Our friends over at The Lawyerist have a great post today courtesy of Allison Shields7 Simple Online Mistakes Lawyers Make.

  1. Using an AOL, Hotmail or Yahoo! Email address (a domain name will cost you $10 per year. Make the investment.)
  2. Not Writing for Real People (drop the legalese lawyers … even your lawyer clients don’t like to read it. Oh, and use bullet points, or numbered lists. People tend to focus on those.)
  3. Focusing your website or blog on YOU rather than your audience (clients should see themselves and their problems in your materials)
  4. Overselling (saw a blog recently … last five posts were all about a seminar they were hosting. Ugh. Where’s the useful information? Show you value and experience in the information that you’re sharing)
  5. Expecting results without participation (Can’t agree more! Goes back to know, like, trust )
  6. Boring, resume-style profile or bio (you don’t have to get crazy here, but my formula is: 1) What do you do? 2) Who do you do it for? 3) What types of problems do you resolve and how?? 4) Write for the business that you want. 5) Write so that the potential client see themselves, sees their problems, and sees that YOU have the solution)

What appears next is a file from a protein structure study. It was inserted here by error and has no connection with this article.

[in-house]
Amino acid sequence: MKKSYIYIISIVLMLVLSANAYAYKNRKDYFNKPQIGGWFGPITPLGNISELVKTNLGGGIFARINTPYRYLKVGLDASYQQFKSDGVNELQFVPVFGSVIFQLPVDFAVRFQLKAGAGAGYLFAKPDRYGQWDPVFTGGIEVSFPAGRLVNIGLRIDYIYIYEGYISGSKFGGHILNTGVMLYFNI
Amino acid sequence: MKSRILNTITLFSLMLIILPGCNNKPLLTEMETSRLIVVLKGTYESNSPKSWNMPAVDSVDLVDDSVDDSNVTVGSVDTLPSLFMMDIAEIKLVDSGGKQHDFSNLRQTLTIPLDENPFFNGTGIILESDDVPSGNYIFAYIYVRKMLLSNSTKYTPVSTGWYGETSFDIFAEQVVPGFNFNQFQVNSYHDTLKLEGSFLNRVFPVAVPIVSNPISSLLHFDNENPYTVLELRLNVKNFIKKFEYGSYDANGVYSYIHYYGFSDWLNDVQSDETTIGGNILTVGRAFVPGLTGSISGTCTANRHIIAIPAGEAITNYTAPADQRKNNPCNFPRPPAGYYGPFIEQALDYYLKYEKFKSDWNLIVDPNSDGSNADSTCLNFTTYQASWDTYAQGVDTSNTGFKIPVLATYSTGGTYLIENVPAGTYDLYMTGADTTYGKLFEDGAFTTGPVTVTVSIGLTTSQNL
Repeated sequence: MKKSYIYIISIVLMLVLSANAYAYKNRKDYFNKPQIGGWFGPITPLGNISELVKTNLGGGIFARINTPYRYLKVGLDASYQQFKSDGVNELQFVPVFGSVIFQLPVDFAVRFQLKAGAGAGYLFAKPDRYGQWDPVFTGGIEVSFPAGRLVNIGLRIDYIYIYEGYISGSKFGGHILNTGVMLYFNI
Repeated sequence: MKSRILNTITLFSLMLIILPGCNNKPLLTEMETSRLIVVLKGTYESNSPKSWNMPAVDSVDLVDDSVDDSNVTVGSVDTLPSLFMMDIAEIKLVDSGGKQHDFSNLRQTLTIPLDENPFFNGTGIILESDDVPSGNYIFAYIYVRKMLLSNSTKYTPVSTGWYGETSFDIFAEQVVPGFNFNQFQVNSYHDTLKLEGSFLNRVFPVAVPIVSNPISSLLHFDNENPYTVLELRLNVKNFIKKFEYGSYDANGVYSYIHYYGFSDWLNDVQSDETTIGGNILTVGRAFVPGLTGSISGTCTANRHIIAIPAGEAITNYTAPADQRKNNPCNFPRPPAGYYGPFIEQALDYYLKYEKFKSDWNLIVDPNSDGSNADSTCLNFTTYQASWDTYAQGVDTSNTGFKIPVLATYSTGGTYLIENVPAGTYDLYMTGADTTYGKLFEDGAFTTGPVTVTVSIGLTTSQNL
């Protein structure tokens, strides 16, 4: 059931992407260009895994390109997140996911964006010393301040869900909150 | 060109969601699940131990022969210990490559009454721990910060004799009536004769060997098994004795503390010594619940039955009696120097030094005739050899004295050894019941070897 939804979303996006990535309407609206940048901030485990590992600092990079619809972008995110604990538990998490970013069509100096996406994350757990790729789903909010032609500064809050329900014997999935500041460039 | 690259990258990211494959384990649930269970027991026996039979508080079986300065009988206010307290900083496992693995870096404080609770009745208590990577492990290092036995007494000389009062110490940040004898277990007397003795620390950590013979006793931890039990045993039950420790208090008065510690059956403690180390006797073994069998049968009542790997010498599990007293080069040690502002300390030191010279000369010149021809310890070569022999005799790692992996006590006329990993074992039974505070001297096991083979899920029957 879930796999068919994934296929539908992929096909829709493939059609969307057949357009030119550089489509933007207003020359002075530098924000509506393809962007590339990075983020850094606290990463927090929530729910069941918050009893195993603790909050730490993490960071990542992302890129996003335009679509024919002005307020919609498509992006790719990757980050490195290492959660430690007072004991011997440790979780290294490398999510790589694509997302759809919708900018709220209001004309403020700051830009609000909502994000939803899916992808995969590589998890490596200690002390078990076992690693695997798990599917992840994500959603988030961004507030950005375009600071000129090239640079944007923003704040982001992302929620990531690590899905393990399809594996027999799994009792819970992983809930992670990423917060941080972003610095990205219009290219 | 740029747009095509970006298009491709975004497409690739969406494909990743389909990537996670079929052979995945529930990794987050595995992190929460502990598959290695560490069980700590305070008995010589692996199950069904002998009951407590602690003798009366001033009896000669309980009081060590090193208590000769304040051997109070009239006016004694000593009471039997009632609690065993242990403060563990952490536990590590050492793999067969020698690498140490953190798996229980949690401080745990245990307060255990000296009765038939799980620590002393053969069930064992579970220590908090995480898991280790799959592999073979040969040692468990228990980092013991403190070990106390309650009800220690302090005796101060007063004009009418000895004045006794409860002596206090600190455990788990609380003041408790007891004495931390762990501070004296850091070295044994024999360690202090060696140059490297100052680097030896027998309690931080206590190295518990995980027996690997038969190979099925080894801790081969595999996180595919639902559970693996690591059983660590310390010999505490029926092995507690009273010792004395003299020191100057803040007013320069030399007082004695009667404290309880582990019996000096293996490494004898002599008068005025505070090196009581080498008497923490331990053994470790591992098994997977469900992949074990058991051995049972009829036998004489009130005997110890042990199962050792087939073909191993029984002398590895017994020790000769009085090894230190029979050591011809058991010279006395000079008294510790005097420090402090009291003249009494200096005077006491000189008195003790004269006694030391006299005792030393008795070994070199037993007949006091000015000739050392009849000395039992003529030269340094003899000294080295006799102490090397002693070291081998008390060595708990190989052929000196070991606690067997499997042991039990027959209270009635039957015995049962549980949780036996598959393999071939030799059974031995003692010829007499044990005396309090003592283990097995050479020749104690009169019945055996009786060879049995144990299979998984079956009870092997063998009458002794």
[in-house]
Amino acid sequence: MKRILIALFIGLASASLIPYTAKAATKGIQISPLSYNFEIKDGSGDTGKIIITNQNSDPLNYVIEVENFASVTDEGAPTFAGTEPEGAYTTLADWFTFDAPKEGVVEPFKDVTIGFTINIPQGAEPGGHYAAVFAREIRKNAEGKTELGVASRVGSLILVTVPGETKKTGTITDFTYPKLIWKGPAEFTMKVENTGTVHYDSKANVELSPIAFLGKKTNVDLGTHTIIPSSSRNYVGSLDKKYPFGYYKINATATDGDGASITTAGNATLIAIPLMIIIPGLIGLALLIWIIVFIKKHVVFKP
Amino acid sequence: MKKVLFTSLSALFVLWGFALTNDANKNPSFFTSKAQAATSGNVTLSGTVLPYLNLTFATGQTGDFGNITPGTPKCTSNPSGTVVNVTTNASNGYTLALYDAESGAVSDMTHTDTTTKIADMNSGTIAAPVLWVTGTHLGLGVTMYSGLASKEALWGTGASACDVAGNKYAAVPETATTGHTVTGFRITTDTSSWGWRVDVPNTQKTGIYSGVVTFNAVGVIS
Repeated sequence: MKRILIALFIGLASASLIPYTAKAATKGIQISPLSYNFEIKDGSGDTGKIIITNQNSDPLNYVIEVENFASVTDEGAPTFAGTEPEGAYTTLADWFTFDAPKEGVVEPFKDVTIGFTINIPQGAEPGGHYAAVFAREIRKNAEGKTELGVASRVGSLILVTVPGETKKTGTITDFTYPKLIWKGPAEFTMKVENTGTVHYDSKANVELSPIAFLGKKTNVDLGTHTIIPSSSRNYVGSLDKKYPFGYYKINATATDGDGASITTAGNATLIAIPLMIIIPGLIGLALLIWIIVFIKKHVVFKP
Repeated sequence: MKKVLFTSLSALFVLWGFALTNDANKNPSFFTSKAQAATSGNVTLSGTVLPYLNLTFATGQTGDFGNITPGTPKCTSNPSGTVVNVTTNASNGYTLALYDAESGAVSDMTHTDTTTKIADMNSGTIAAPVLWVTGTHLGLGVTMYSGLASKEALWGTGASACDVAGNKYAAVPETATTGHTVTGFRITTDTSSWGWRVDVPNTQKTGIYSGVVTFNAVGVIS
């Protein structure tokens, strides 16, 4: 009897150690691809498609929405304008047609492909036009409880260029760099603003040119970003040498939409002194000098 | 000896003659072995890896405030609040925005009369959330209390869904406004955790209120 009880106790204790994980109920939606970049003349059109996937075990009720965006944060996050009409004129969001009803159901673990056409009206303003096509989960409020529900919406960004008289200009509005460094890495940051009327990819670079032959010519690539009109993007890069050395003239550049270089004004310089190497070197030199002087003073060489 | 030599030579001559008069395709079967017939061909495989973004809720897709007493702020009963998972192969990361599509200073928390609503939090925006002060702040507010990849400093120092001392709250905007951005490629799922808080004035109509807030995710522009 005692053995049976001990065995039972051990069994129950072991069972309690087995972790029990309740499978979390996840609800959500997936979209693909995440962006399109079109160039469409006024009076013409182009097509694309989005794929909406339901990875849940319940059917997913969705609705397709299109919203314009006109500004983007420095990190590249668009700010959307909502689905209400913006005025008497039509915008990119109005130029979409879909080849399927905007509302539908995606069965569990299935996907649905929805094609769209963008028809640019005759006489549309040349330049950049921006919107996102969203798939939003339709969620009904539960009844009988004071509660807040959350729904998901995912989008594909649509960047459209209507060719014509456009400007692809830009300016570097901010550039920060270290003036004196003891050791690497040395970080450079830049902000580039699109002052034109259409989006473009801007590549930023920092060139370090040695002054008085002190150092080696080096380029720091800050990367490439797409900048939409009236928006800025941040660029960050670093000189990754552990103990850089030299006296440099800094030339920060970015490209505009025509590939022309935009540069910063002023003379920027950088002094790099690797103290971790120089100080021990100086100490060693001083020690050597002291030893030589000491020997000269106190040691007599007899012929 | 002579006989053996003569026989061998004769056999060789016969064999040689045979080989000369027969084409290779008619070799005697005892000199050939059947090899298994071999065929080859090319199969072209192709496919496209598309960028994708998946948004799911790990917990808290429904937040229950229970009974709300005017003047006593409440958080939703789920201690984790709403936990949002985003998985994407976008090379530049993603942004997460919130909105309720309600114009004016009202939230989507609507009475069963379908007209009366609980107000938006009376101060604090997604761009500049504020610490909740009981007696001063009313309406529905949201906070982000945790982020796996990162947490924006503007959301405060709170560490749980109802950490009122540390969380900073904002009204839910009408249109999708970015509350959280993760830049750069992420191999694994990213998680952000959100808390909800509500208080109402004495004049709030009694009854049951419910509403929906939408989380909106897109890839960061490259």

7. Being invisible online. (If you’re Googled and the search results are zero, do you exist? Can you be trusted?? Better yet, why should anyone call you or hire you?)

I’ll add one more, which I think is the most important:

Viewing the Internet, Web 2.0, social networking and social media as fads and trends that can be ignored.

The world of business has changed, and it is continuing to evolve. The rules are no longer set, and, in fact, they will most likely remain fluid year after year. Having a listing in X-directory is no longer a marketing campaign, and you shouldn’t be spending $37,000 to do it, because that’s what you’ve done year after year. Now is the time to throw out that marketing plan formula that you never really looked at anyway, and see how you can modernize your marketing and business development efforts, taking advantage of the new tools that are readily available to you.